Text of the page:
DWORD lookAheadTime;
void *pGlobalSettingsBuffer;
DWORD globalSettingsBufferSize;
DWORD globalSettingsFlags;
DWORD globalSettingsAllocAttributes;
PWSTR pRendererID;
IXAudio2 *pXAudio2;
IXAudio2MasteringVoice *pMasteringVoice;

Some of the runtime parameters deal with XAudio2. The SetupXACT() function is shown in Listing 2.

Listing 2. The SetupXACT() Function from the XACT Demo
bool SetupXACT(char *waveBank, char *soundBank)
ZeroMemory(&g_xactSound, sizeof(stXACTAudio));

return false;

return false;

if(g_soundEngine == NULL)
return false;

xparams.lookAheadTime = 250;

return false;

return false;

return false;

return true;

The loading of the wave and sound banks is performed in the LoadWaveBank() and LoadSoundBank() functions defined in the demo’s main source file. To load the file’s data, the demo uses memory-mapped file handling. This is a fast way to load memory data into XACT, and the functions are Win32 functions that are fairly straightforward to understand.

To start, a call to CreateFile() is used to create a file handle. This function takes the file’s name, the access flag that specifies the type of object, the shared flag that specifies how subsequent calls are allowed to access the file while the file handle is still active, security attributes (which are ignored, so they’re not used and can be set to NULL), creation flags, attributes flags, and the template file, which is also not used and therefore can be set to NULL.

The next part of the function retrieves the file size with a call to GetFileSize(), which takes the file handle and a pointer to a variable where the high-order double-word of the file size is returned. The last parameter can be set to NULL, and the return value of the function will return the size of the file.

The next step is to create the file mapping by first calling CreateFileMapping(), which takes as parameters the file’s handle, the optional security attributes, the file protection with the view, the high order of the maximum file size, which can be 0, the low order of the maximum file size, which can be the file size we read before, and the name of the object, which is optional. The next step in the file mapping is to call MapViewOfFile(), which takes the file mapping handle, the access flags, the high and low offsets, and the number of bytes to map. If the number of bytes to map is 0, then the mapping extends to the end of the file.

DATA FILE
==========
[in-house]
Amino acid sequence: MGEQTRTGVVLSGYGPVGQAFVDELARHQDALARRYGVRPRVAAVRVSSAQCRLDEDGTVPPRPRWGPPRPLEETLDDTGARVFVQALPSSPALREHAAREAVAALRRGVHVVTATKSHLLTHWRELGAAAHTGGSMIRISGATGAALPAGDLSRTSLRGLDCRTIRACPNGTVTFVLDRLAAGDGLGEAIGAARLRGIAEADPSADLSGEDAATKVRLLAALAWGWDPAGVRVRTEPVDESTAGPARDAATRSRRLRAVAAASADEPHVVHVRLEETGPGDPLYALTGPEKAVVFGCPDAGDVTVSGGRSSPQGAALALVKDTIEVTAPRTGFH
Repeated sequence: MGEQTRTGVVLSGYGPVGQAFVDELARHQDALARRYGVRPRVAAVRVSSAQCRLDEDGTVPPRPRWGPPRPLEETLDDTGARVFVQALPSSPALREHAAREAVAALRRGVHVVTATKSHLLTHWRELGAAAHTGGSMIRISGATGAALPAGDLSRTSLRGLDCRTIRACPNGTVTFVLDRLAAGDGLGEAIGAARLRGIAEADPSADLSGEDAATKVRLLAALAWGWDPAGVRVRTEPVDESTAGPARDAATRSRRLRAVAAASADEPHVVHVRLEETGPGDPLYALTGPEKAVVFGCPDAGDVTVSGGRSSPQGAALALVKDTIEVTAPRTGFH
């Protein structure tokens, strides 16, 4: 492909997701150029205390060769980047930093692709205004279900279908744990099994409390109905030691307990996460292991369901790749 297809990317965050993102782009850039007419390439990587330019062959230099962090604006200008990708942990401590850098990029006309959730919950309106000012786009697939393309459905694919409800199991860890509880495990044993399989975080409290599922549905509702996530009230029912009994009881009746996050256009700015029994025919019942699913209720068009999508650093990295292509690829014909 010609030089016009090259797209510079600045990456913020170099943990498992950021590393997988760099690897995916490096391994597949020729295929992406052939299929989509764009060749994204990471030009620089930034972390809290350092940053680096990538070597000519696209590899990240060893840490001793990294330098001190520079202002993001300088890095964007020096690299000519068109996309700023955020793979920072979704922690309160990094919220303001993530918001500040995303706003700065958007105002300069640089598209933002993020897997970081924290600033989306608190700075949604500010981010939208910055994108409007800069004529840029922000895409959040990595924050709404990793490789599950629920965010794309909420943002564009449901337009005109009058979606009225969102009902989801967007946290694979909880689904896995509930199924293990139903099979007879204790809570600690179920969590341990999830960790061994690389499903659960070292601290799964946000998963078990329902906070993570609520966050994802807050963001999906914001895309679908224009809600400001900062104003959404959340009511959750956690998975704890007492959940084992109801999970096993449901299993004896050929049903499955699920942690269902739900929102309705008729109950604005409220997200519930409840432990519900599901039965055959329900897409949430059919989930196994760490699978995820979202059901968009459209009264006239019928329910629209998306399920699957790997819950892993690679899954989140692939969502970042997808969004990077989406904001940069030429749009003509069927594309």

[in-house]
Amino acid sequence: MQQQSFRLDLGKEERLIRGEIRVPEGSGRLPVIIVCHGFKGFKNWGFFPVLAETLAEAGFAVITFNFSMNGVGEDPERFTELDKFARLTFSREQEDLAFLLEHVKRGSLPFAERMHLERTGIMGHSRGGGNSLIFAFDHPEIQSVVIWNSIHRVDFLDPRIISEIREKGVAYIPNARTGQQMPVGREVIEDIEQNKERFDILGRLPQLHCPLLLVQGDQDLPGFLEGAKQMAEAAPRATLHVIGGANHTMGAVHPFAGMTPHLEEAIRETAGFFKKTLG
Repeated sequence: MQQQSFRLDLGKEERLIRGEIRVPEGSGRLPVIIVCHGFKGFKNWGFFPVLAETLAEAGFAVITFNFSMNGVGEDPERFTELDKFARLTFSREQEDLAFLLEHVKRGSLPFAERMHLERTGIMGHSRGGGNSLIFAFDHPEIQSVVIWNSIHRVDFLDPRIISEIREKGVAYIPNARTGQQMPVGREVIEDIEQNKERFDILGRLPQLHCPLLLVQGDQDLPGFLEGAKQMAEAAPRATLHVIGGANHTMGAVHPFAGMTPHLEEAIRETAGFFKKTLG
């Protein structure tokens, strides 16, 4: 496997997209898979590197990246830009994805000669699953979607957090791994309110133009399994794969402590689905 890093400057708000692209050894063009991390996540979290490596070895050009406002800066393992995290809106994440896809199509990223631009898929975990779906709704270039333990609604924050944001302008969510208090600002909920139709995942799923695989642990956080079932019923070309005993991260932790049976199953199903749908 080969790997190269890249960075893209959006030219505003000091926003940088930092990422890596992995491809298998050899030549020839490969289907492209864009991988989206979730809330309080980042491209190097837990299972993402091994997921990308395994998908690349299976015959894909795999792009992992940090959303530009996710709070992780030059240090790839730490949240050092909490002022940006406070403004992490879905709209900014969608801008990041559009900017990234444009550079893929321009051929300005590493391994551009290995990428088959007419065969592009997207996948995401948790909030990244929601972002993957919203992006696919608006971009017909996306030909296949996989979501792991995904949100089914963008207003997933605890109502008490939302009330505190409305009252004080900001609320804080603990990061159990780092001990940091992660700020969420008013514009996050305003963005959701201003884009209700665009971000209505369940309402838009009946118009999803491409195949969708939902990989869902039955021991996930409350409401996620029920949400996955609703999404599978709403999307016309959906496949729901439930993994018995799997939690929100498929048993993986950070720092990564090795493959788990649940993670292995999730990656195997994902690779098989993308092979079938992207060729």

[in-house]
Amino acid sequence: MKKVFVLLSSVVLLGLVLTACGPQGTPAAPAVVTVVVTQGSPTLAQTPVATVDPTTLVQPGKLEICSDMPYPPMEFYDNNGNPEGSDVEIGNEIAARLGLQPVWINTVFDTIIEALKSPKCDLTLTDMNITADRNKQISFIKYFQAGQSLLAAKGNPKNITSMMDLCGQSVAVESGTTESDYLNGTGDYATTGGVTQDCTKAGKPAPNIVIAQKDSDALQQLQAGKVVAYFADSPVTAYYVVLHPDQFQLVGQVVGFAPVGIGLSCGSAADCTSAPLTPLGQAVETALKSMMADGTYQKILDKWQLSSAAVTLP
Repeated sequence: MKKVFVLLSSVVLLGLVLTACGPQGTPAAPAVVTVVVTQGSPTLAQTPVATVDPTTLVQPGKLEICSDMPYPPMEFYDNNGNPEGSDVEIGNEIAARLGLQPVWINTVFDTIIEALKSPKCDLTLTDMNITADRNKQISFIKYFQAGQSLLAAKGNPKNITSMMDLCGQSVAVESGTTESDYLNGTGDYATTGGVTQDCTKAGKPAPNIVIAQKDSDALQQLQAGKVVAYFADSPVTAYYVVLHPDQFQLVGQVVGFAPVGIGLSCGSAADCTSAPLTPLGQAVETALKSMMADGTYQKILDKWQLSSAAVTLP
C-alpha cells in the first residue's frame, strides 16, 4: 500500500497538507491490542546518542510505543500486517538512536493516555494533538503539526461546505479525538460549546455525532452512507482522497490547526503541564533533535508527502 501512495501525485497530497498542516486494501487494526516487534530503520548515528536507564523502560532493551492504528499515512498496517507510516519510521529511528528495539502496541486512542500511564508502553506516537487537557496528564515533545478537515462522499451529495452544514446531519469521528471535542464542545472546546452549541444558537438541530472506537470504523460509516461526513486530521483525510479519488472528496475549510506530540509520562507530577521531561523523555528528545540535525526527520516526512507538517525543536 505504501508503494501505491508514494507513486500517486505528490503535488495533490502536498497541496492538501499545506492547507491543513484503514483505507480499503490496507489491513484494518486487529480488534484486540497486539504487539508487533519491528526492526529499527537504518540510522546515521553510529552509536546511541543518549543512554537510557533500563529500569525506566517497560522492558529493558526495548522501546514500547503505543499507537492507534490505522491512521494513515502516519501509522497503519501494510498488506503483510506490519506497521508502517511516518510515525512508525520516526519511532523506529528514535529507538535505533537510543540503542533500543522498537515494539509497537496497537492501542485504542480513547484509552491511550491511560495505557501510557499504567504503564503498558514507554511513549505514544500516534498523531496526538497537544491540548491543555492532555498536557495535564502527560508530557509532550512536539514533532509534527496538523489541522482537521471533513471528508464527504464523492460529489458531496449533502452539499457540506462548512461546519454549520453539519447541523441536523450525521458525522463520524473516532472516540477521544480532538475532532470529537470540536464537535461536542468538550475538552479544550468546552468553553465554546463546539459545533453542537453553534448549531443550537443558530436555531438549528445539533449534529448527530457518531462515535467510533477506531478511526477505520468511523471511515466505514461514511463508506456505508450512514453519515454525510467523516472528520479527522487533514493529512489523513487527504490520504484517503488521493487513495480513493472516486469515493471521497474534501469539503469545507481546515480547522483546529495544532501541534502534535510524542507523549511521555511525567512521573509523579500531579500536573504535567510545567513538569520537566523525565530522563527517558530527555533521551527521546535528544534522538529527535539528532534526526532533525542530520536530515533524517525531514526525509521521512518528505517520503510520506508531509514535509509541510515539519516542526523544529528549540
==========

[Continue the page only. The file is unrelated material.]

With a pointer to the mapped file data, the XACT3 audio engine is ready to load its contents. This is done with a call to CreateInMemoryWaveBank() and CreateInMemorySoundBank() to create in-memory banks. Both functions take as parameters void pointers to the mapped file data, the size of the file, a flag that can be 0 or XACT_FLAG_API_CREATE_MANAGEDATA to specify that the data is freed when the wave bank is released (which we must do since we are using mapped data and must unmap it first), memory buffer allocation attributes, and the out pointer address to the bank that will be created. The LoadWaveBank() and LoadSoundBank() functions are shown in Listing 3.

Listing 3. The XACT Demo’s LoadWaveBank() and LoadSoundBank()
bool LoadWaveBank(char *fileName)
HANDLE file = CreateFile(fileName, GENERIC_READ,

return false;
DWORD fileSize = GetFileSize(file, NULL);